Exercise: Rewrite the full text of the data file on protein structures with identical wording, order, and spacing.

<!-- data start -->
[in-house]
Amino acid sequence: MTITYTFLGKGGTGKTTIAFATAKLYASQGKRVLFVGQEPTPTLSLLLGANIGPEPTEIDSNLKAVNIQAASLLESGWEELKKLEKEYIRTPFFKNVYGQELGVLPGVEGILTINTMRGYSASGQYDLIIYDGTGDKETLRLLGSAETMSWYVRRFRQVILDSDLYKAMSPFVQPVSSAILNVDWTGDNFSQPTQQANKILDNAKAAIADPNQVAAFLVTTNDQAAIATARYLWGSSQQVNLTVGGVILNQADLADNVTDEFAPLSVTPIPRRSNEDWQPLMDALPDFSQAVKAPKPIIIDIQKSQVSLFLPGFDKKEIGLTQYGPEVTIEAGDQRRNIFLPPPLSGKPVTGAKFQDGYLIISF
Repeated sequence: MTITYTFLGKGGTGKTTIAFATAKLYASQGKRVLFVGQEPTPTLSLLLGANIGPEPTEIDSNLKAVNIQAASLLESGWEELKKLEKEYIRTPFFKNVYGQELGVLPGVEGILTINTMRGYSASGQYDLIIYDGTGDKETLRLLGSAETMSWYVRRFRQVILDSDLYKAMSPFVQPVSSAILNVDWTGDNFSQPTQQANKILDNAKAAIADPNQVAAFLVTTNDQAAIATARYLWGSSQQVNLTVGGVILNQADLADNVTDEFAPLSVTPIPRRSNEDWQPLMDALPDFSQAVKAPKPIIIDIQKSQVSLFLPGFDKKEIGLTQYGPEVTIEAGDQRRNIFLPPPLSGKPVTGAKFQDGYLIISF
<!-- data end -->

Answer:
[in-house]
Amino acid sequence: MTITYTFLGKGGTGKTTIAFATAKLYASQGKRVLFVGQEPTPTLSLLLGANIGPEPTEIDSNLKAVNIQAASLLESGWEELKKLEKEYIRTPFFKNVYGQELGVLPGVEGILTINTMRGYSASGQYDLIIYDGTGDKETLRLLGSAETMSWYVRRFRQVILDSDLYKAMSPFVQPVSSAILNVDWTGDNFSQPTQQANKILDNAKAAIADPNQVAAFLVTTNDQAAIATARYLWGSSQQVNLTVGGVILNQADLADNVTDEFAPLSVTPIPRRSNEDWQPLMDALPDFSQAVKAPKPIIIDIQKSQVSLFLPGFDKKEIGLTQYGPEVTIEAGDQRRNIFLPPPLSGKPVTGAKFQDGYLIISF
Repeated sequence: MTITYTFLGKGGTGKTTIAFATAKLYASQGKRVLFVGQEPTPTLSLLLGANIGPEPTEIDSNLKAVNIQAASLLESGWEELKKLEKEYIRTPFFKNVYGQELGVLPGVEGILTINTMRGYSASGQYDLIIYDGTGDKETLRLLGSAETMSWYVRRFRQVILDSDLYKAMSPFVQPVSSAILNVDWTGDNFSQPTQQANKILDNAKAAIADPNQVAAFLVTTNDQAAIATARYLWGSSQQVNLTVGGVILNQADLADNVTDEFAPLSVTPIPRRSNEDWQPLMDALPDFSQAVKAPKPIIIDIQKSQVSLFLPGFDKKEIGLTQYGPEVTIEAGDQRRNIFLPPPLSGKPVTGAKFQDGYLIISF